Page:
I cannot resist an authentic market. I generally avoid the purpose-built, flourescent lit, orderly rows often seen in the most touristy areas of most places, in favour of community-based markets that grow organically in back alleys, in tiny green spaces and on any sliver of pavement not otherwise occupied. On one of my strolls through the Old Quarter of Ha Noi I came across an entirely different kind of market.
The Dong Xuan Market might be one of the oldest purpose-built markets in Ha Noi, built during the French occupation in the late 1800’s. It’s been renovated a few times, most recently in 1994 after a major fire. These days this building, somewhat resembling an airplane hangar is a wholesale market stacked to the rafters with everything from shoes and clothing, to hardware and kitchen supplies, perfumes and spices. I think you can find anything at all here, much of it baled into large lots. There are many, many, many vendors each staking out their eight foot slice of floor space, and then maximizing it by stacking goods as high as gravitationally possible.
The view from above the ‘hat and backpack’ section. I was surprised to see huge bundles of ski jackets, mittens and gloves, and wool beanies or toques. This in a country whose lowest temperature averages 17 degrees.
It might be hard to tell from this photo but it’s the socks and underwear section. Everything is bagged in what looked like lots of fifty or more. I mean you just can’t have too many pairs of undies.
Space is at such a premium that very little of it is given up for walkways. I had to squeeze sideways through some of these ‘aisles’ and I tried to always keep within sight of an exit. It’s easy to get lost in some of these huge spaces where one section looks much like another, and the thought of a fire in this market was never far from my mind.
I found some relief on the second floor of the market where it was at least possible to walk normally through aisle after aisle of shimmering bolts of fabrics.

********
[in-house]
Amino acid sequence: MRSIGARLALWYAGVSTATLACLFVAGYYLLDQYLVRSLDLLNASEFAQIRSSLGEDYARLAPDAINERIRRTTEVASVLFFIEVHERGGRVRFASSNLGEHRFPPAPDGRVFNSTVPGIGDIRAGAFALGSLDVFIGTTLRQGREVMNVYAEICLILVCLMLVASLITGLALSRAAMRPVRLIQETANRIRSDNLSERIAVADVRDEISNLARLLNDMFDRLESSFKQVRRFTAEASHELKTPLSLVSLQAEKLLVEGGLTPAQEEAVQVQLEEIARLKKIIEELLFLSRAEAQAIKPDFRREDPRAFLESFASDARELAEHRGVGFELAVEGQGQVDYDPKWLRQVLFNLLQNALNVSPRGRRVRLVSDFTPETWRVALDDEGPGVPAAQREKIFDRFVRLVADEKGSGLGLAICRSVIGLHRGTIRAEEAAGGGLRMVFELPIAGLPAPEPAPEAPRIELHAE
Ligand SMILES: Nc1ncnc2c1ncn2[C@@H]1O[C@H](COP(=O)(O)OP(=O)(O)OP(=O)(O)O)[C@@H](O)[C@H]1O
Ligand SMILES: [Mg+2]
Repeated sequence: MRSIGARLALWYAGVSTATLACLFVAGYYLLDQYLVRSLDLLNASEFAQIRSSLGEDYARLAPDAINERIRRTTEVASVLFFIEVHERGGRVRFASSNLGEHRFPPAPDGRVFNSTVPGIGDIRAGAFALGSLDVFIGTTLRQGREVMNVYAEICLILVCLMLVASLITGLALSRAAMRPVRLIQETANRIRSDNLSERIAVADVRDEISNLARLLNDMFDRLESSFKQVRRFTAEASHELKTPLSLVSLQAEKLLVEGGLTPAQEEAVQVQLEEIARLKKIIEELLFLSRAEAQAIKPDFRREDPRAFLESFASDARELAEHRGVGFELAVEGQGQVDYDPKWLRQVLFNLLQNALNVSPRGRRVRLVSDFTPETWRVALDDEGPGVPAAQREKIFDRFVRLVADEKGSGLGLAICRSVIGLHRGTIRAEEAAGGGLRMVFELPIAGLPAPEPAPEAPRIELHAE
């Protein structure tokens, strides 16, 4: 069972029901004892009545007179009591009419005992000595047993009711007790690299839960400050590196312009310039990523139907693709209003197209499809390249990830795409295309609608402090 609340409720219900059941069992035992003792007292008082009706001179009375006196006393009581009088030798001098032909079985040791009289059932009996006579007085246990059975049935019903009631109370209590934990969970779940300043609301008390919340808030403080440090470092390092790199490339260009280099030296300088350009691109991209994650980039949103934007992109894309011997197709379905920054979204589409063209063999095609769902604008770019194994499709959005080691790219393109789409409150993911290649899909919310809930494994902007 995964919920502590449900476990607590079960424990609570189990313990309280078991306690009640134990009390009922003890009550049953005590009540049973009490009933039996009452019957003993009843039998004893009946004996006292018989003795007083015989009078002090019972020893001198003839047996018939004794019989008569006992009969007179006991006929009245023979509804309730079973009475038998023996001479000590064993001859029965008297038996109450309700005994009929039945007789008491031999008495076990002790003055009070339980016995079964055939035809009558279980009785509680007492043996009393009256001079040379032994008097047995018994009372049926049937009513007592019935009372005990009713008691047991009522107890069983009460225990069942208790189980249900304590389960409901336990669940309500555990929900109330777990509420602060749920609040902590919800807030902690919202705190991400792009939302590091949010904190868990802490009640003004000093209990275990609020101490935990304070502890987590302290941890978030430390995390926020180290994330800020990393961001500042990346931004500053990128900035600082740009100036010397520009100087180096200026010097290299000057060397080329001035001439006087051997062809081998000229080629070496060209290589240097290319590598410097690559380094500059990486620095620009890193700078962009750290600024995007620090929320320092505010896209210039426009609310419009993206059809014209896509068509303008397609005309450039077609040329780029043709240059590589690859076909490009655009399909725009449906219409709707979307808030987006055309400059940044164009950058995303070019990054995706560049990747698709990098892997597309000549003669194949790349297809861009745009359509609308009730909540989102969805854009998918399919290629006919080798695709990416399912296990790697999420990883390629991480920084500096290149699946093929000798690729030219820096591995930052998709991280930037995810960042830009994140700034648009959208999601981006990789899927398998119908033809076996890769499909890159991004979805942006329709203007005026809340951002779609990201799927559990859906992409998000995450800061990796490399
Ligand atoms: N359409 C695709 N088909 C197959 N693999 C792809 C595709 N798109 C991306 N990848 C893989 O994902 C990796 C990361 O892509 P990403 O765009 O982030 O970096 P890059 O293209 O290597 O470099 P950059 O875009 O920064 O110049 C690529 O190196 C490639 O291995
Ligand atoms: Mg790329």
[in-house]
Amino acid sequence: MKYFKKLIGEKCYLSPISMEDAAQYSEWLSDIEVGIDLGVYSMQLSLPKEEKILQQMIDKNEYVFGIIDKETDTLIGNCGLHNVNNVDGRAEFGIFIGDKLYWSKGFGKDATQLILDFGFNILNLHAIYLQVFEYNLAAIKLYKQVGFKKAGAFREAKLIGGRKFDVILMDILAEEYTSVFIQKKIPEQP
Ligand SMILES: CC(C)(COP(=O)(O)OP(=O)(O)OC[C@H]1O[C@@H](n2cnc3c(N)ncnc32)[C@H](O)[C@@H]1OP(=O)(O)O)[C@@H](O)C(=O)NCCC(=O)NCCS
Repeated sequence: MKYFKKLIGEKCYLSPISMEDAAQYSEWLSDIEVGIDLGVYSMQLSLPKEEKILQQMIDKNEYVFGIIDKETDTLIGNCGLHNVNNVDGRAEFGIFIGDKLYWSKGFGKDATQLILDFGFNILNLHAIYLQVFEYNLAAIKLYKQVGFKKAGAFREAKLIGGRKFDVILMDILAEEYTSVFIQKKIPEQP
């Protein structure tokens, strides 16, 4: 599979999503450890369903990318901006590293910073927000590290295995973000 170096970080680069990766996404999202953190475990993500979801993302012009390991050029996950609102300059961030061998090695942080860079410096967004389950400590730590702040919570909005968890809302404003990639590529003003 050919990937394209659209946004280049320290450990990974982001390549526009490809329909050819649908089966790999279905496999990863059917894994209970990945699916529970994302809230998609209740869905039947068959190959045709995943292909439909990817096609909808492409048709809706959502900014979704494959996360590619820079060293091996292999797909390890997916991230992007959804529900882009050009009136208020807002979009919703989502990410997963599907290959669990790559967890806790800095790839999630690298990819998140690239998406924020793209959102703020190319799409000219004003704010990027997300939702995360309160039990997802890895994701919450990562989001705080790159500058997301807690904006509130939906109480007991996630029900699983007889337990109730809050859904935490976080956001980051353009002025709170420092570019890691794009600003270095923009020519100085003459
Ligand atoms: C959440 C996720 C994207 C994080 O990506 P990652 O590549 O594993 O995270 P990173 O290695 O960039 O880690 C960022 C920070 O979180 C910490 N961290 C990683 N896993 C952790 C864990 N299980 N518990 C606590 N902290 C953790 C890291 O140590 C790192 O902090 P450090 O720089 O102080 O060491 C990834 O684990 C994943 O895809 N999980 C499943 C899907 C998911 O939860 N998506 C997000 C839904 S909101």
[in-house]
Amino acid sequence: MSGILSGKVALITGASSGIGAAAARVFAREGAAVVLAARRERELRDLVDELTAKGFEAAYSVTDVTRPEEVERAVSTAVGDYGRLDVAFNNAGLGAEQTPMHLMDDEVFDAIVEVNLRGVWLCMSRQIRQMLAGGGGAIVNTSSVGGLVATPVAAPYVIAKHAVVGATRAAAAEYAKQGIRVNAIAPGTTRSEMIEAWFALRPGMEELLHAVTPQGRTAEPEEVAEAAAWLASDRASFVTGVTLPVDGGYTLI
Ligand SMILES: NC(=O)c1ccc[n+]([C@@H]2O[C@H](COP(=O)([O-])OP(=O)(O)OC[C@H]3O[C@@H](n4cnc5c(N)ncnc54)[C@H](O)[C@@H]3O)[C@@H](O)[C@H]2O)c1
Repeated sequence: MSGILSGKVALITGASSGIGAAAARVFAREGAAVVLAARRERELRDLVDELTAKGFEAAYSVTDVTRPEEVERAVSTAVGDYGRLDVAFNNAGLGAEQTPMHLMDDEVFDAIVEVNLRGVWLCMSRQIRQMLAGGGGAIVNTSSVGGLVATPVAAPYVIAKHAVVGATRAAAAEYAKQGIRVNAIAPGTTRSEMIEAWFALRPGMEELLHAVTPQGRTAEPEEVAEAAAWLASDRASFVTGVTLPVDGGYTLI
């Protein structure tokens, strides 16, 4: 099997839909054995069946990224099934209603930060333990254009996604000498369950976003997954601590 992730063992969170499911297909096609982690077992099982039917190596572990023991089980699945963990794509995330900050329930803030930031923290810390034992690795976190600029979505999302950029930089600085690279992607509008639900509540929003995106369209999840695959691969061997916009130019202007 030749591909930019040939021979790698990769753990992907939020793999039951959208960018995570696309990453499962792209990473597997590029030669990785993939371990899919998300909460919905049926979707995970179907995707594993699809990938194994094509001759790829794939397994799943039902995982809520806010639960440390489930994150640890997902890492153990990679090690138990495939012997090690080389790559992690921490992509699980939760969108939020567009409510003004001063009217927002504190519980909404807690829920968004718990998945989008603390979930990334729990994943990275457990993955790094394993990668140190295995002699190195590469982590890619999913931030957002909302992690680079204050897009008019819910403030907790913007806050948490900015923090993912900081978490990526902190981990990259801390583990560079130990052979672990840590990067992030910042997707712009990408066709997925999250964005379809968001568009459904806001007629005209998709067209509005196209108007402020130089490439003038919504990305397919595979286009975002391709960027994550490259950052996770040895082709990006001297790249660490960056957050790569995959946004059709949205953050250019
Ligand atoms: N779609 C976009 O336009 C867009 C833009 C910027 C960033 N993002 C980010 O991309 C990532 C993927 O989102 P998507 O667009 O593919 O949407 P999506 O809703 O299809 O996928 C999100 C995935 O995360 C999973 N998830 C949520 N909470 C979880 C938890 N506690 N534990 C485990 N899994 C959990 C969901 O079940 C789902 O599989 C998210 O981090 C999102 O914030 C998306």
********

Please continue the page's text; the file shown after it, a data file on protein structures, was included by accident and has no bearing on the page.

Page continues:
“First floor…women’s clothing, women’s clothing and more women’s clothing!”
The men’s clothing here seems like it might be stacked on display tables but that’s not the case. The stacking starts on the floor and fills the whole space. I think there might be sweaters and jackets in the middle of this lot that have been there since the 70’s!
Much of what you see sold by street vendors or in charming shops comes from here so you might be buying what was once at the bottom of one of these huge plastic bins.
After visiting Dong Xuan market I read that that all the soft goods in the market come from China. Which explained a lot. My impression is that this single market contained an overwhelming volume of goods that would likely never be bought or used. The term ‘dumping’ came to mind – the practice of unloading unwanted merchandise into foreign countries at significantly lower prices than the goods sell for in the originating country. Dumping typically disrupts the economy in the nation being dumped on, preventing that country from getting adequate prices for their own manufactured goods.
The streets all around the over-stuffed Dong Xuan market were filled with more traditional goods in quantities much more digestible and appealing.
After the sheer volume of goods in Dong Xuan it was completely lovely to again be strolling the street scene and to interact with vendors of more local fare.
I was unreasonably delighted with this little display of perfectly arranged rice, beans and spices.
These are all different combinations of greens and spices, bought in plastic bags to take home and add to your evening pho or noodles.
Beef is not particularly plentiful or tasty in Viet Nam. There’s limited pasturing and it tends to be tough but it can be found at specialy stalls like this one. Chicken or other types of poultry and pork are the most common meats in most dishes.
…and all kinds of sea food, much of it unrecognizable (at least to me) and an awful lot of it still alive.
I ate quail eggs often – in salads, dumplings and added to pork buns. But I resisted the street quail – fried-to-order on a little brazier at the curb.